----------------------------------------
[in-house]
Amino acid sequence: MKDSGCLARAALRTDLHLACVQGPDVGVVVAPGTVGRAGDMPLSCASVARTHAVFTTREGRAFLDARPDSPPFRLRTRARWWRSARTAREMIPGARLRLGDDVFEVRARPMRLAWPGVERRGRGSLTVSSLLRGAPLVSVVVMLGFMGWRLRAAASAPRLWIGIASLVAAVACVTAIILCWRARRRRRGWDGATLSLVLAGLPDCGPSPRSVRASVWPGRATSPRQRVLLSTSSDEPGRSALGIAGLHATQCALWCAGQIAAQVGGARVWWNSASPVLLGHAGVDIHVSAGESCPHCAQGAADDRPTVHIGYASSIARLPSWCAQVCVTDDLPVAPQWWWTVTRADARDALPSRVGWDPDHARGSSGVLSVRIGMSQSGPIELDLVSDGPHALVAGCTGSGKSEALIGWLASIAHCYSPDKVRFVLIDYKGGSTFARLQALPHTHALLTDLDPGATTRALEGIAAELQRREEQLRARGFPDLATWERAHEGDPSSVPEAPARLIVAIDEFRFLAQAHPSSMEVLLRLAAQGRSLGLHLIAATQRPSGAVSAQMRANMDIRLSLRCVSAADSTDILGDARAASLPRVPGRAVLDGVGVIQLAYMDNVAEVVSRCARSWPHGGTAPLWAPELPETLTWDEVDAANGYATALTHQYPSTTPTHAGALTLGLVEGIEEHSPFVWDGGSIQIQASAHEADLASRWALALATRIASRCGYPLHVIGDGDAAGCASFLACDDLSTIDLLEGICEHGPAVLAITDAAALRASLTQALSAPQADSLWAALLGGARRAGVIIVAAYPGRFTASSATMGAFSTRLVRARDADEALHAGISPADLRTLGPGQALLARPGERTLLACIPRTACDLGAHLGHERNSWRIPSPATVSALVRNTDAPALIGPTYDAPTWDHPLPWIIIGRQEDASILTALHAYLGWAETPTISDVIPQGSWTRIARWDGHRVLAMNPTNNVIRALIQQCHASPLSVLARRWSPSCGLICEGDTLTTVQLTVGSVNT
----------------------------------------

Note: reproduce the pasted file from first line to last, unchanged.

[in-house]
Amino acid sequence: MKDSGCLARAALRTDLHLACVQGPDVGVVVAPGTVGRAGDMPLSCASVARTHAVFTTREGRAFLDARPDSPPFRLRTRARWWRSARTAREMIPGARLRLGDDVFEVRARPMRLAWPGVERRGRGSLTVSSLLRGAPLVSVVVMLGFMGWRLRAAASAPRLWIGIASLVAAVACVTAIILCWRARRRRRGWDGATLSLVLAGLPDCGPSPRSVRASVWPGRATSPRQRVLLSTSSDEPGRSALGIAGLHATQCALWCAGQIAAQVGGARVWWNSASPVLLGHAGVDIHVSAGESCPHCAQGAADDRPTVHIGYASSIARLPSWCAQVCVTDDLPVAPQWWWTVTRADARDALPSRVGWDPDHARGSSGVLSVRIGMSQSGPIELDLVSDGPHALVAGCTGSGKSEALIGWLASIAHCYSPDKVRFVLIDYKGGSTFARLQALPHTHALLTDLDPGATTRALEGIAAELQRREEQLRARGFPDLATWERAHEGDPSSVPEAPARLIVAIDEFRFLAQAHPSSMEVLLRLAAQGRSLGLHLIAATQRPSGAVSAQMRANMDIRLSLRCVSAADSTDILGDARAASLPRVPGRAVLDGVGVIQLAYMDNVAEVVSRCARSWPHGGTAPLWAPELPETLTWDEVDAANGYATALTHQYPSTTPTHAGALTLGLVEGIEEHSPFVWDGGSIQIQASAHEADLASRWALALATRIASRCGYPLHVIGDGDAAGCASFLACDDLSTIDLLEGICEHGPAVLAITDAAALRASLTQALSAPQADSLWAALLGGARRAGVIIVAAYPGRFTASSATMGAFSTRLVRARDADEALHAGISPADLRTLGPGQALLARPGERTLLACIPRTACDLGAHLGHERNSWRIPSPATVSALVRNTDAPALIGPTYDAPTWDHPLPWIIIGRQEDASILTALHAYLGWAETPTISDVIPQGSWTRIARWDGHRVLAMNPTNNVIRALIQQCHASPLSVLARRWSPSCGLICEGDTLTTVQLTVGSVNT